Shoes help prevent the spread of parasitic diseases that plague over 1.4 billion people worldwide, and they are a basic human necessity.

The reality of life for many individuals in developing nations is that having a pair of shoes is a rarity. It is not uncommon for
children to grow up in these areas without ever having had a pair of shoes at all.

Over 300 million children worldwide are without shoes.

Shoes are very often considered a required part of the school uniform in our countries, and without shoes, many children are unable to attend school.

Many serious health conditions can be absorbed through the feet, even through the toughest soles. As the skin on the bottom of the feet toughens and thickens, large cracks can form, which allows parasitic infections such as hookworm and threadworm to penetrate the skin. In addition, constant cuts and scrapes to the feet and ankles frequently become infected and many of these infections can lead to ulcers and worse.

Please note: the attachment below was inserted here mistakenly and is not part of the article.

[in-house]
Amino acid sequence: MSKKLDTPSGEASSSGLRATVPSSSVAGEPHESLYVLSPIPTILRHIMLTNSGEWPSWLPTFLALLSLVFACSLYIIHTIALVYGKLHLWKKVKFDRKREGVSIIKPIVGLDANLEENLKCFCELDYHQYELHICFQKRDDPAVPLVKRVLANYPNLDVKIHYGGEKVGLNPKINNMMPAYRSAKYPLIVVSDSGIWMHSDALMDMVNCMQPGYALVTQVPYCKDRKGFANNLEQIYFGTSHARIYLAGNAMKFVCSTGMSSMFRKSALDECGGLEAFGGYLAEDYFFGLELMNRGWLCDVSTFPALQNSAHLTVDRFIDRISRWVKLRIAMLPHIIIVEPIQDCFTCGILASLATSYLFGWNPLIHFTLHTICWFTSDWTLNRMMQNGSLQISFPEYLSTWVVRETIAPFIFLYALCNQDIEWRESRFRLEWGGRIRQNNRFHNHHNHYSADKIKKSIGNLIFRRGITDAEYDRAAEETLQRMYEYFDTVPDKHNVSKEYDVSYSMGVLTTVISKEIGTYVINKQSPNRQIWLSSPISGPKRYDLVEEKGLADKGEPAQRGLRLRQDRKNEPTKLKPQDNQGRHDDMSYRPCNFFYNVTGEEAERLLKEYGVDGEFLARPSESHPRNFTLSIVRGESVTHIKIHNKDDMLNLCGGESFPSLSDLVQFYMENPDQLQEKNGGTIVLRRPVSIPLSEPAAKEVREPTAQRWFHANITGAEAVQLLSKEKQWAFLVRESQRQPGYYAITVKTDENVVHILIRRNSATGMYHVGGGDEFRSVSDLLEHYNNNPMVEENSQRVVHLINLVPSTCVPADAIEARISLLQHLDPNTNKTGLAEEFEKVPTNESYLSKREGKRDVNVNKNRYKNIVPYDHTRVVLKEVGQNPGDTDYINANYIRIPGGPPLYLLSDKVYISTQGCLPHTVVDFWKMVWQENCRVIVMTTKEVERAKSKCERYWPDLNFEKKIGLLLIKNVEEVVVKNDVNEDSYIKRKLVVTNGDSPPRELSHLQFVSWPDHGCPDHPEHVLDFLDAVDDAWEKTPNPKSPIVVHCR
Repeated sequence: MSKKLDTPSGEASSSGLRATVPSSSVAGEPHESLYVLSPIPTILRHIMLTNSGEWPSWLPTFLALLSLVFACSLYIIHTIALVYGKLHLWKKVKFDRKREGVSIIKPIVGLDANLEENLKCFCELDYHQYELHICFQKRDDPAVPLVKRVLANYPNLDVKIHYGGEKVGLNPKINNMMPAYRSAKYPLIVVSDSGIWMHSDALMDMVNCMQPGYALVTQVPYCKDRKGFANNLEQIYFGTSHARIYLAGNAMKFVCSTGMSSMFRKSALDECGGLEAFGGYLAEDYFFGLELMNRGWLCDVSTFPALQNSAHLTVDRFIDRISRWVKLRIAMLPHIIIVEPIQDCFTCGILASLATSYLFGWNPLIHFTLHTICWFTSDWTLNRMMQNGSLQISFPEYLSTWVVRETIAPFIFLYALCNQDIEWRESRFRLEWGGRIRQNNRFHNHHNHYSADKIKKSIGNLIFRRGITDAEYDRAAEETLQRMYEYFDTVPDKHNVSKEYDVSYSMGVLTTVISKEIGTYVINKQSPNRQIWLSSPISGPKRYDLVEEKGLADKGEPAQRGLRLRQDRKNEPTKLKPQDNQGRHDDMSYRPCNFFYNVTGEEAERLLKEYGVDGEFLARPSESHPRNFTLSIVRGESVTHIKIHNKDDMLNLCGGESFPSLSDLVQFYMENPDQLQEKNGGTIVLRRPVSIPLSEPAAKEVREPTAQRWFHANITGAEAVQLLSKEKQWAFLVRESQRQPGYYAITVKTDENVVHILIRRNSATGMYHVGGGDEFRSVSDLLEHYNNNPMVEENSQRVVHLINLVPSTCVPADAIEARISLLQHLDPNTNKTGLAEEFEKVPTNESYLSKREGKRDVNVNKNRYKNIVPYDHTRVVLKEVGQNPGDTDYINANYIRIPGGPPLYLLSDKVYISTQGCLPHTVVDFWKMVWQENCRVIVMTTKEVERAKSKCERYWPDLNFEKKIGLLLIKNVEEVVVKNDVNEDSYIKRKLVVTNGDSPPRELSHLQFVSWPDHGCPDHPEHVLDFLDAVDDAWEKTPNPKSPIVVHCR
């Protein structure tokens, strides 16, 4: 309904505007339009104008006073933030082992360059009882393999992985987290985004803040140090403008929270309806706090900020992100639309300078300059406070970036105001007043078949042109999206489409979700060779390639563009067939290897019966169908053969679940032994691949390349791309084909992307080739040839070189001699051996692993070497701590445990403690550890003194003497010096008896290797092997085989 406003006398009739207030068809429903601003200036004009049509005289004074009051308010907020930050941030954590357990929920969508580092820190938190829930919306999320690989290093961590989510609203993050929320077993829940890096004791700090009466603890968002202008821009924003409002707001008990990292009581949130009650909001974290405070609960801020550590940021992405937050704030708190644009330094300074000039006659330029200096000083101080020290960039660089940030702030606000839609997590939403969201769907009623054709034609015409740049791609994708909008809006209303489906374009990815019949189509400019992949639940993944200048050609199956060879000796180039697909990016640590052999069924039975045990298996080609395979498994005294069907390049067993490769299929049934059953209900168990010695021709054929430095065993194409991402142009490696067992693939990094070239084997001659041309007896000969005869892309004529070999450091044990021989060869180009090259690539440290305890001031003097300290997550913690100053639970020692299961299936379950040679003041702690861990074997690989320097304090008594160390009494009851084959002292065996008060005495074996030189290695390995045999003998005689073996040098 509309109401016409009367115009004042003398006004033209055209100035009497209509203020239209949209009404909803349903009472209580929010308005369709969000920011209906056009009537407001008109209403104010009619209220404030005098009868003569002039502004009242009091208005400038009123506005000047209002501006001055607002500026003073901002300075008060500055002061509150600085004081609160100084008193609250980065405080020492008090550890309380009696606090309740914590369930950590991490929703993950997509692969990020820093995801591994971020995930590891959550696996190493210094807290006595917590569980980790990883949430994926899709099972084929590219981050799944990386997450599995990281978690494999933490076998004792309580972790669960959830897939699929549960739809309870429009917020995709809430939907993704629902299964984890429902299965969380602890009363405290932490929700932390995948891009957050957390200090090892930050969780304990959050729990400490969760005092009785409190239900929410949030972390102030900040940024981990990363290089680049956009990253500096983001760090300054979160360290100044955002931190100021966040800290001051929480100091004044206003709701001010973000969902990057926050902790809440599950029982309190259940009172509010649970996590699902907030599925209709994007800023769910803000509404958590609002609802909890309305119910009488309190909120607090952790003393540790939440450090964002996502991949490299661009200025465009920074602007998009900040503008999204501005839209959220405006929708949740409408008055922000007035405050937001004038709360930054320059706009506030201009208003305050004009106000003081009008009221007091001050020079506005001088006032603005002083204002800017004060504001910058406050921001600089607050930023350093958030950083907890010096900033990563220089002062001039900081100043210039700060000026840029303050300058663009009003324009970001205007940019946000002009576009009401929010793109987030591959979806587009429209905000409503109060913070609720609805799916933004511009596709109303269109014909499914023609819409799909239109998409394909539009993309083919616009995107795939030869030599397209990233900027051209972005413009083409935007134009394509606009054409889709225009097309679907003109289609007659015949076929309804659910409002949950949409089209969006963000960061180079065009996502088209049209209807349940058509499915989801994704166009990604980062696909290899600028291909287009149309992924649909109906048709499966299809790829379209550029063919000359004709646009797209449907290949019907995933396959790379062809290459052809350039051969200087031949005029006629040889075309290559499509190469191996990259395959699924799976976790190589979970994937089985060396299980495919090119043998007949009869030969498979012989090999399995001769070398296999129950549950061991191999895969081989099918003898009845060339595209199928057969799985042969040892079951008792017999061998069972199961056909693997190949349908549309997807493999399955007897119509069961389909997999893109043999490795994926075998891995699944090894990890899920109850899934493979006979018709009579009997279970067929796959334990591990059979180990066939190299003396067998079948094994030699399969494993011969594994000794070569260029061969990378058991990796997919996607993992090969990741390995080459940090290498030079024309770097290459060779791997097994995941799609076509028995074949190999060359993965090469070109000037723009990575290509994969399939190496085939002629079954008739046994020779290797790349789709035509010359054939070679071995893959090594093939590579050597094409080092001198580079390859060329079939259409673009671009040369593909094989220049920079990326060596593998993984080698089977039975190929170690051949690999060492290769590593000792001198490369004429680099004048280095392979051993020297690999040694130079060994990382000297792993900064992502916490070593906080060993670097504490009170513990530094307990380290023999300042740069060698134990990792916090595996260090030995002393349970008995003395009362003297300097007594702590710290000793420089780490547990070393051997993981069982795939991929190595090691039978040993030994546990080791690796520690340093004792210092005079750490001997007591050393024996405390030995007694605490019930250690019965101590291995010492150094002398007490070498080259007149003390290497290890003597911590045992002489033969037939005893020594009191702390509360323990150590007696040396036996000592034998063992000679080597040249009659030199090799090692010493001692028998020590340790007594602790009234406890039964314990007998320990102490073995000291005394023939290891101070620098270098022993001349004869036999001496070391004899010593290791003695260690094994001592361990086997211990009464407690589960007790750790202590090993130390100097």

Some of the most dangerous conditions of going barefoot is the risk of puncture wounds, cuts, scrapes and burns to the feet. These injuries are almost never treated and can lead to serious infections, amputa- tions and even death. With the number of children living in abject poverty and therefore surviving at a scavenger's existence, the feet are at tremendous risk as the child hunts for food or household items in garbage dumps, abandoned housing/construction areas, or while crossing through open sewer trenches and contaminated areas.

In addition to infections brought on by external injuries, a child's bare foot is particularly at risk of infection by hookworm.

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